Could Putin prove to be Trump's fatal attraction?
There was a time when to work out what was happening in Moscow you needed to read between the lines in Pravda, or look at the line-up of Soviet officials at a Red Square parade and study who was standing next to whom.
The art of Kremlinology has moved on since then. And I'm proud to say I've come up with my own 21st Century method for keeping up to date with the current thinking in the corridors of Russian power: it involves walking to the train station opposite the BBC Moscow office, going up to the souvenir stand and looking at the fridge magnets on sale.
You can tell a lot from Russian fridge magnets. This week's selection includes several different "Vladimir Putin in military camouflage" magnets, complete with patriotic slogans, like: "Together we are a force to be reckoned with!" and "We will always look out for our guys!"
Kremlin policy in a nutshell.
One fridge magnet in particular caught my eye. It looks just like a $100 bill but, in place of the American founding father Benjamin Franklin, there is a portrait of Vladimir Putin.
I know. It's only a fridge magnet. But it encapsulates the whole Putin-Trump/Russia-America saga. After six months of Donald Trump in the White House, Russians are beginning to feel that their country enjoys considerable influence over America.
And who could blame them for thinking that? Particularly in light of allegations of the Kremlin hacking a US election and putting a Russian puppet in the White House, and with all the rumours of Russian lawyers, Russian lobbyists and Russian oligarchs conspiring with the Trump team and the Trump family.
- Trump: I get along 'very well' with Putin
- Russia: The 'cloud' over the Trump White House
- Trump and Putin: Comparing the men behind the meeting
- Trump and Putin had another, undisclosed conversation at G20
It will be up to official investigations to establish whether there was, indeed, collusion. But even the suggestion that there may have been has got the whole world talking about the power of Putin's Russia and the weakness of Trump's America.
There are times when Vladimir Putin seems to be basking in the infamy of running a cyber superpower.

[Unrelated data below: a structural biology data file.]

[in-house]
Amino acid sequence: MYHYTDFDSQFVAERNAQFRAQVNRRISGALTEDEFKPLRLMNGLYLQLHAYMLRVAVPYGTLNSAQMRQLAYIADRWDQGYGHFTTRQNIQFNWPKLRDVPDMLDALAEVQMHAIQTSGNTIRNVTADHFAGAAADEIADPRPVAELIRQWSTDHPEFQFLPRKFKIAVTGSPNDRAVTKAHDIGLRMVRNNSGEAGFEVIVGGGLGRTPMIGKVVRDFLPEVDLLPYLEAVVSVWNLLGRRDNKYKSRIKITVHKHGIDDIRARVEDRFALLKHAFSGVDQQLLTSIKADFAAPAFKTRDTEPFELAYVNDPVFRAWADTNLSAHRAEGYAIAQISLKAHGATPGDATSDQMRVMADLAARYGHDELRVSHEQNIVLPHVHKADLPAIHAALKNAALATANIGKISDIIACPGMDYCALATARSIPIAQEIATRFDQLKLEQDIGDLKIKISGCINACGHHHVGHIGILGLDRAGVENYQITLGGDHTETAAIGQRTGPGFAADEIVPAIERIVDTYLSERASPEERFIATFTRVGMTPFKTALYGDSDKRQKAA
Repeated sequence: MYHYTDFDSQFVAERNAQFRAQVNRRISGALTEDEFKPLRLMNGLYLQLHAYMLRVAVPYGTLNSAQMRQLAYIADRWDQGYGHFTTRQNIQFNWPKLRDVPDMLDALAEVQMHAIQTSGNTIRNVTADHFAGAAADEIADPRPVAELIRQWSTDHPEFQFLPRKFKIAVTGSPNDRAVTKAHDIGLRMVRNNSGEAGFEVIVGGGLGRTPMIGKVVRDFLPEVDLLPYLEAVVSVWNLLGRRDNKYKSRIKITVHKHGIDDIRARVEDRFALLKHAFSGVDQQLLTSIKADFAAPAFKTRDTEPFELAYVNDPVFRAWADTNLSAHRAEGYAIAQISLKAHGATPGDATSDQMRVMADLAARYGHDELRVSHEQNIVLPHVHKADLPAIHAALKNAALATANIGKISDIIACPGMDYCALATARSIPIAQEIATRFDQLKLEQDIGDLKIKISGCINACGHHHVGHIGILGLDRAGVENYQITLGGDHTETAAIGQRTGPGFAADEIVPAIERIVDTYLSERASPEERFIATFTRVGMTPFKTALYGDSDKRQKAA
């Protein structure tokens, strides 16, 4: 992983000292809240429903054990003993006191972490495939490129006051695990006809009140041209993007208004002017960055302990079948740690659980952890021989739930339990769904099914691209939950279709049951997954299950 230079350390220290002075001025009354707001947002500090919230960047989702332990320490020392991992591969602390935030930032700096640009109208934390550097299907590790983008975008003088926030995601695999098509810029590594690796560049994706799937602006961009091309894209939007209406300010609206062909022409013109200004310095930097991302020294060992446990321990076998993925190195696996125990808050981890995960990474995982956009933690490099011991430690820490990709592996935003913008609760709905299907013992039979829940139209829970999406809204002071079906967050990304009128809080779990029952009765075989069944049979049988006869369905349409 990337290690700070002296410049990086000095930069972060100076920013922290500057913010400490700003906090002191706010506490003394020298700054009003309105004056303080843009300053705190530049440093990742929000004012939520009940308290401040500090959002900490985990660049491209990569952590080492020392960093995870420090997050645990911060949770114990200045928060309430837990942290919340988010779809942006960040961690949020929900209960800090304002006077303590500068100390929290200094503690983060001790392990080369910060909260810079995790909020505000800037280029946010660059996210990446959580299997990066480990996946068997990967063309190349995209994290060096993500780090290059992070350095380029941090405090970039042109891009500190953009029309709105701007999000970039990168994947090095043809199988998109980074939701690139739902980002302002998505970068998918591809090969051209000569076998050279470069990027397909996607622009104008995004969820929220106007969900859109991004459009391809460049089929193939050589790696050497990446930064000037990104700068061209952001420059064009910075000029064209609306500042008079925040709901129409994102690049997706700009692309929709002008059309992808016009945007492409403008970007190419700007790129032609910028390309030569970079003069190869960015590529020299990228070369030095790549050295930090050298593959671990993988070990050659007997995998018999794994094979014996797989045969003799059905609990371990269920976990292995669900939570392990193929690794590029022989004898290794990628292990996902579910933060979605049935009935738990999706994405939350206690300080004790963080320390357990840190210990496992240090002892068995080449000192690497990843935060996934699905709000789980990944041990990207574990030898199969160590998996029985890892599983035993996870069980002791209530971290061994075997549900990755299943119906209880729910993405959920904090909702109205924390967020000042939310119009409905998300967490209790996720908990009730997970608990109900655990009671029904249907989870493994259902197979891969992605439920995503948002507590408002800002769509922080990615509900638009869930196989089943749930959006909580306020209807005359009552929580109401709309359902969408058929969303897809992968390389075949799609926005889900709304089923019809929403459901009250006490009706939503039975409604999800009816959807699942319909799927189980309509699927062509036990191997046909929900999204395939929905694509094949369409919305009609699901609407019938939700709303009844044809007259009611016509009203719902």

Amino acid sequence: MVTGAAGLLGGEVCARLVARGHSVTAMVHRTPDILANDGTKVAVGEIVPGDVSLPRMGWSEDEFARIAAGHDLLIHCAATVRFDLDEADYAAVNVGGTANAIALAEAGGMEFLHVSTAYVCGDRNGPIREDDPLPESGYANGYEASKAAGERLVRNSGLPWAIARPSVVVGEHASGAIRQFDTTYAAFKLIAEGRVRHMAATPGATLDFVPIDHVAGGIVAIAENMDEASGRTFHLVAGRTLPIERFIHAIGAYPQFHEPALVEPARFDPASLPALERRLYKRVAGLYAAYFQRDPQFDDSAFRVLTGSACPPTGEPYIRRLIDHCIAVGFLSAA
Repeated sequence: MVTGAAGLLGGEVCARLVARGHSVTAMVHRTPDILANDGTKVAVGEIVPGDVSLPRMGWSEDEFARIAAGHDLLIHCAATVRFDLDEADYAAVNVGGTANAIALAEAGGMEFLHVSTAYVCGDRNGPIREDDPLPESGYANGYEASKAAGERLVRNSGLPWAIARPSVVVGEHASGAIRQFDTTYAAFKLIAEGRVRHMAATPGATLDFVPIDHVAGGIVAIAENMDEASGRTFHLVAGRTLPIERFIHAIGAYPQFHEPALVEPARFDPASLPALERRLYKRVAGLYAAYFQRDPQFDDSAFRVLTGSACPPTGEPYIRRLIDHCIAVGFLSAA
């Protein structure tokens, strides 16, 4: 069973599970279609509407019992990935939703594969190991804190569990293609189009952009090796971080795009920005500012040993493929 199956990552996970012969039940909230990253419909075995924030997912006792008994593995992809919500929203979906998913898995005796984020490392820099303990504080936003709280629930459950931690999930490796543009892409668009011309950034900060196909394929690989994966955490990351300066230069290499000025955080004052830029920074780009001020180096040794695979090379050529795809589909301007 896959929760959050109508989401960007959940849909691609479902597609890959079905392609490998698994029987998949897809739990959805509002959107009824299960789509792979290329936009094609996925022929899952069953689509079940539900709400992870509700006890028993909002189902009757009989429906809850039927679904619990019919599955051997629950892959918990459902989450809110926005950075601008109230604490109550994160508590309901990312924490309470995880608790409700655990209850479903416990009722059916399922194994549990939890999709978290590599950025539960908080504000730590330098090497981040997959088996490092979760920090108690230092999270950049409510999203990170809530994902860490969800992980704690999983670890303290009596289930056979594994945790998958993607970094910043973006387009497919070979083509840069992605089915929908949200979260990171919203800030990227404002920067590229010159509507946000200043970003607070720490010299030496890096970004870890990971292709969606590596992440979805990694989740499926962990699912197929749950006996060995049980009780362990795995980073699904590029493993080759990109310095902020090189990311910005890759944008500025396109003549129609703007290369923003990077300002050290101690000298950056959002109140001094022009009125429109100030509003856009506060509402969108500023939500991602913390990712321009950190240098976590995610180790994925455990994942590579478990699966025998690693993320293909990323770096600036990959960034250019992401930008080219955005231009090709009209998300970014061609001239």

There is just one problem for President Putin. It's the problem of all fridge magnets, really. They look so pretty when you buy them in the shop. But they don't stick to every fridge.
When it began, Donald Trump's presidency looked very pretty to Moscow. The Russians expected that America's new leader would herald a new era in US-Russian cooperation.
At the time, a news anchor on Russian State TV described Trump as "an Alpha male... a real man." The day after America's presidential election, one Russian state official told me that she had celebrated Trump's victory with a cigar and a bottle of champagne.
But, after six months of President Trump, US sanctions against Russia remain in place.
The two Russian diplomatic compounds, closed by President Obama last December, remain shut. And the idea of a "Grand Deal" with America, much hoped for here at the start of the Trump presidency, has disappeared from the pages of the Russian dailies.
Moscow is not blaming Donald Trump directly for this. One Russian newspaper, Nezavisimaya Gazeta, explained recently that, in the current atmosphere, "Trump doesn't have the slightest possibility to improve Russian-US relations, since any step, any glance even in the direction of Russia is met with suspicion back home and even viewed as treason."
A few days ago I was chatting to a Russian senator. He complained that the intense pressure President Trump was facing over the Russia question was complicating US-Russian diplomacy.
"Trump is like a prisoner," he told me, "And how can you talk to a prisoner?"
But Russia and America are talking. Vladimir Putin and Donald Trump have now met, on the sidelines of the G20 summit. And, although progress is slower than Moscow would like, there is cautious talk of cooperation: in Syria, for example, and in the area of cyber security.
Mr Trump continues to argue there is nothing wrong in seeking a closer relationship with Russia. He insists it is in America's interest to do so.
And, while America's president and America's Western allies often appear poles apart on a variety of issues, Donald Trump seems drawn like a magnet to Vladimir Putin.
Indeed, he has openly praised the Kremlin leader. Yet Russia is casting a shadow over the US administration. For Donald Trump, could this prove to be a fatal attraction?